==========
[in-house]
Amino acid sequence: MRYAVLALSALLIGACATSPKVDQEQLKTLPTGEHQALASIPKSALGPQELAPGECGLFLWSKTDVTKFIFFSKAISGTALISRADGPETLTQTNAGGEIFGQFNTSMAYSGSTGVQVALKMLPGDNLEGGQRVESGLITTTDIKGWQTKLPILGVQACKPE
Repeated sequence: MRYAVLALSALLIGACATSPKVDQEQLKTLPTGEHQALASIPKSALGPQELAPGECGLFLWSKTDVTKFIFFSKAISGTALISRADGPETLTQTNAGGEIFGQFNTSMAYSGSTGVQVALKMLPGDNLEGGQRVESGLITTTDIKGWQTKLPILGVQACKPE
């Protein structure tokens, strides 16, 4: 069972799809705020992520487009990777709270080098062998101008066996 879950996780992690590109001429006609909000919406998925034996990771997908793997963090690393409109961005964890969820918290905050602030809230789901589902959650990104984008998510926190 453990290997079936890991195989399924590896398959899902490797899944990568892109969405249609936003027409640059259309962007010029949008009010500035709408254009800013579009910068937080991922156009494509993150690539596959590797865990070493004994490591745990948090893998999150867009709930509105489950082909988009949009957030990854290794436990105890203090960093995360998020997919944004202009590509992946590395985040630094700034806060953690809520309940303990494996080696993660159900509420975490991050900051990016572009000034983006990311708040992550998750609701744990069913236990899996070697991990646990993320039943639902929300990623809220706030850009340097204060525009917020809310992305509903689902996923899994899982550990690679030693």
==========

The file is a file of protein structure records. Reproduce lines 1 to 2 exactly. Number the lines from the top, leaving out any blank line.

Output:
[in-house]
Amino acid sequence: MRYAVLALSALLIGACATSPKVDQEQLKTLPTGEHQALASIPKSALGPQELAPGECGLFLWSKTDVTKFIFFSKAISGTALISRADGPETLTQTNAGGEIFGQFNTSMAYSGSTGVQVALKMLPGDNLEGGQRVESGLITTTDIKGWQTKLPILGVQACKPE